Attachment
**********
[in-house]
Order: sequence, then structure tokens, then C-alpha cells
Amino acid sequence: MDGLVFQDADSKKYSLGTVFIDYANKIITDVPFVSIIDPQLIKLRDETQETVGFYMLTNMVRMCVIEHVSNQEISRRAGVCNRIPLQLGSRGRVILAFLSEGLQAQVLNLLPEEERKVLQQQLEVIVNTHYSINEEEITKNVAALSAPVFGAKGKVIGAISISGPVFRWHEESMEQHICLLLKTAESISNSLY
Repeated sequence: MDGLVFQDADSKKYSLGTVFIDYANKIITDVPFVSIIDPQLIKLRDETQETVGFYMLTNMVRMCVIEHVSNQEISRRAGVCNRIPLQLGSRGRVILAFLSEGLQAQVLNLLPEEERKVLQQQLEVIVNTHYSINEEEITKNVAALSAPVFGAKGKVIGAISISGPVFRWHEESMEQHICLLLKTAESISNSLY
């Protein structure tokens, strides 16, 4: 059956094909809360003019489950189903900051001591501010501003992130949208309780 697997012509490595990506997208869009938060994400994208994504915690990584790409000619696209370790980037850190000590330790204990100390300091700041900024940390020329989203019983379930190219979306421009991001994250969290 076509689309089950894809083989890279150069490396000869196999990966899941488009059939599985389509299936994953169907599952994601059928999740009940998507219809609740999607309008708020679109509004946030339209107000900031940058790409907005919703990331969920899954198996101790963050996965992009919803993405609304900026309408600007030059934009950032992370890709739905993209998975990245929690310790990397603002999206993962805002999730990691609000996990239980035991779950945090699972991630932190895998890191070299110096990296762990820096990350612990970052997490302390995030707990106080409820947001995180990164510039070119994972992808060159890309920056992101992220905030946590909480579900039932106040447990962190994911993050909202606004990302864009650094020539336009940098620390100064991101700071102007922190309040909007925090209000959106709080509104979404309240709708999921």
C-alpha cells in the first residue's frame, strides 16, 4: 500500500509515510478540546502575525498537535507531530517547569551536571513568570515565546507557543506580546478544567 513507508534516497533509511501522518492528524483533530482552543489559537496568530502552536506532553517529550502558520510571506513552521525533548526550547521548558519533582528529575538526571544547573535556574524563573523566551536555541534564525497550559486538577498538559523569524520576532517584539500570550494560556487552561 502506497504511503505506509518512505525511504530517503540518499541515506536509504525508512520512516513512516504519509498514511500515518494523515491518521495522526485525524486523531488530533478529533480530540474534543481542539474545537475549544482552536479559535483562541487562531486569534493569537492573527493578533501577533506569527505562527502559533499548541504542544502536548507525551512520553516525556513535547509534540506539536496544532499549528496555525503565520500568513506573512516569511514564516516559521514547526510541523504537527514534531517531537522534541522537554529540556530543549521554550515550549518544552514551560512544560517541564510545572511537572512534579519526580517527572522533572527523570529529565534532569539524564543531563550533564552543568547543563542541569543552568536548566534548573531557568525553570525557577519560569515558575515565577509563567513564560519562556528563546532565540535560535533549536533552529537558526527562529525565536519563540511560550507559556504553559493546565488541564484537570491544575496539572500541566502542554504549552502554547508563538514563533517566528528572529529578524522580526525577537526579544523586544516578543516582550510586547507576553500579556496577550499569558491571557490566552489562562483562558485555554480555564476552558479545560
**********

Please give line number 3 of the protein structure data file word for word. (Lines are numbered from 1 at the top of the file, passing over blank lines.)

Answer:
Amino acid sequence: MDGLVFQDADSKKYSLGTVFIDYANKIITDVPFVSIIDPQLIKLRDETQETVGFYMLTNMVRMCVIEHVSNQEISRRAGVCNRIPLQLGSRGRVILAFLSEGLQAQVLNLLPEEERKVLQQQLEVIVNTHYSINEEEITKNVAALSAPVFGAKGKVIGAISISGPVFRWHEESMEQHICLLLKTAESISNSLY